Test Objective

 

Phase I: CC4 Baseline Test (July - October 2006)

Construction Cycle Four (CC-4) was an initiative of The Innovative Pavement Research Foundation (IPRF). It was undertaken to improve the understanding of the influence of design parameters on unbonded concrete overlays of airfield pavements, thus enabling improvement of design methodologies. The Baseline Experiment was developed to address the following:


  1. Overly response.
  2. Effect of underlying discontinuities on overlay response.
  3. Relative deterioration of the overlay and underlying pavement after trafficking.
  4. Deteriorations in terms of distress and structural response as compared to SCI Model.

The CC-4 pavement involved the replacement of three concrete test items, three transitions and an asphalt overlay of the CC-2 pavement extending from station 300 to 600. Removals reached a clean medium strength subgrade (DuPont Clay) about 2 ft. below the designed top surface of the CC-4 concrete overlay.


The upper 10 inches of the subgrade were conditioned to an average CBR of 8.0 at an average moisture content of 29.8%. Similar values were obtained for the conditioning of a number of the subgrade lifts below during CC-2.


A P-154 granular base course was placed and compacted between stations 300 to 600. A 6 inch thickness was targeted except between stations 500 and 575 (Test Item 3) where the thickness was designed to be 5 inches. An average compaction level of 94.9% was achieved at an average moisture content of 4.6%.

The underlying concrete layer was placed on the base course at the full 60 ft. width of the pavement. Joints forming the individual slabs of the test items were established by saw cutting.


The concrete overlay was similarly placed. The joints between the overlay slabs were initiated by partial saw cuts through the layer thickness. The overlay slabs measured 12 ft.-6 ins. by 12 ft.-6 ins. with the exception of the slabs at the pavement centerline which measured 12 ft.-6 ins. by 10 ft. Steel dowels were set in place connecting the joints between slabs and between slabs and transitions. The 10 ft. transverse joints of the centerline slabs were not doweled.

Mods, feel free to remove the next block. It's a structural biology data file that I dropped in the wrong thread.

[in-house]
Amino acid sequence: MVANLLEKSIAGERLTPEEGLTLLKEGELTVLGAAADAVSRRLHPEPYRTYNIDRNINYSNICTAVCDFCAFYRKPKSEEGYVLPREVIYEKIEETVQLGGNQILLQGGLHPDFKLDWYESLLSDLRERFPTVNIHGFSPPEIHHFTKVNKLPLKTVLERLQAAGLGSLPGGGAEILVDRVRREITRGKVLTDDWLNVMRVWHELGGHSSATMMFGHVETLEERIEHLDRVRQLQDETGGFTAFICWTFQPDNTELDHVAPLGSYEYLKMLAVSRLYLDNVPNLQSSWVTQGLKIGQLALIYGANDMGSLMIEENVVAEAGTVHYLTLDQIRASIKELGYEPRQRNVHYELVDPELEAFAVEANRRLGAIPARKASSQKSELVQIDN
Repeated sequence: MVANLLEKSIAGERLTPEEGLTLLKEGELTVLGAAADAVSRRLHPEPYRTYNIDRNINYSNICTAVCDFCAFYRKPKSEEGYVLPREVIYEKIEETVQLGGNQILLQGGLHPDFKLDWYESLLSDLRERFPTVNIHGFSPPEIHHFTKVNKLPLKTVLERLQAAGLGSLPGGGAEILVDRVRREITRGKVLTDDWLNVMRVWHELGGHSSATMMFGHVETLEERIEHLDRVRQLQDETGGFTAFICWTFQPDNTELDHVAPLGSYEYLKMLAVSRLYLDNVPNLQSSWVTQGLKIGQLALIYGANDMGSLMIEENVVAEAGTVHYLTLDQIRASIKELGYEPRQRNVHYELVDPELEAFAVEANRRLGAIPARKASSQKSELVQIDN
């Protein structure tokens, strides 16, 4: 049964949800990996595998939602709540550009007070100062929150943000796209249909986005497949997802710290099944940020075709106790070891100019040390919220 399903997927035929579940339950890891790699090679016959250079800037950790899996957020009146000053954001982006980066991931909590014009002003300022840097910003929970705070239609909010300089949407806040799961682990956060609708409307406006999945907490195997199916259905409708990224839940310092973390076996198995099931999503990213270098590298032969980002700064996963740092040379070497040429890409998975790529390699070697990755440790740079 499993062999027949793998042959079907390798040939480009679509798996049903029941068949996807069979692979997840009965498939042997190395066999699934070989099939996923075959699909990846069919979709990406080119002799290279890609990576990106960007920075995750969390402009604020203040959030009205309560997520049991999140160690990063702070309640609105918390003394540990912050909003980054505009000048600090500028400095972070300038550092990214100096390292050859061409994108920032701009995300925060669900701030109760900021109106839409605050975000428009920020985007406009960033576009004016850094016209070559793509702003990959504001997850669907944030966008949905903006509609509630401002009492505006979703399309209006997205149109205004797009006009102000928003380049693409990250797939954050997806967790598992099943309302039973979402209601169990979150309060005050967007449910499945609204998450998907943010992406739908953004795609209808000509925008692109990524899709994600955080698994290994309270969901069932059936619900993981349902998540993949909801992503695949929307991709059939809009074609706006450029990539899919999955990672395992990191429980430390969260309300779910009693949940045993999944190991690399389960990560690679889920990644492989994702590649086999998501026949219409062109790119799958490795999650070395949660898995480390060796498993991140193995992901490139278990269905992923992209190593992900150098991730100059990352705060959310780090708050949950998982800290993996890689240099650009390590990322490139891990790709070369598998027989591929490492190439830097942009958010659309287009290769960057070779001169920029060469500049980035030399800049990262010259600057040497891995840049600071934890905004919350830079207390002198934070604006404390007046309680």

An asphalt interlayer of from 1 to 2 inch thickness separated the overlay and the underlying layer. Concrete slurry from saw cutting the joints of the underlying layer was used as a parting agent between the underlying layer and the asphalt interlayer assuring an unbonded condition for the overall rigid on rigid pavement.

Many of the joints between slabs in the underlying layer were designed to be displaced and mismatched relative to the joints between slabs in the overlay. These conditions of discontinuity simulated a deteriorated underlying pavement layer.


The test pavement consisted of Transition 4, station 300 to 320; Test Item 1, 9 inch overlay above a 6 inch underlying layer, station 320 to 395; Transition 5, station 395 to 410; Test Item 2, 71/2 inch overlay above a 71/2 inch underlying layer, station 410 to 485; Transition 6, station 485 to 500; Test item 3, 6 inch overlay above a 10 inch underlying layer, station 500 to 575; and Transition 7, station 575 to 600.

A total of 270 sensors were embedded in the test pavement for data collection. The sensors were of two types, static and dynamic. There were 240 dynamic sensors and 30 static sensors. The breakdown was as follows:


Subgrade
Dynamic Static
5 Soil Pressure Cells (SP's) 3 Thermocouples (TC's)
  4 Soil Moisture Sensors (SM's)

Underlying Layer
Dynamic Static
20 Linear Position Transducers (LPT's) 3 Thermistor Trees (TH's) (3 sensors each)
40 Embedded Strain Gages (EG's) 5 Thermocouples (TC's)

Overlay
Dynamic Static
65 Linear Position Transducers LPT's) 3 Thermistor Trees (TH's) (3 sensors each)
36 Embedded Strain Gages (ESG's)  
54 Surface Strain Gages (SG's)

Test vehicle operations triggered data retrieval from the dynamic sensors at an increased sampling rate. Sensor data collected during both traffic and non-traffic time periods were processed and stored in a computer database maintained on-site. The database facilitated review of the data for analysis at a later time.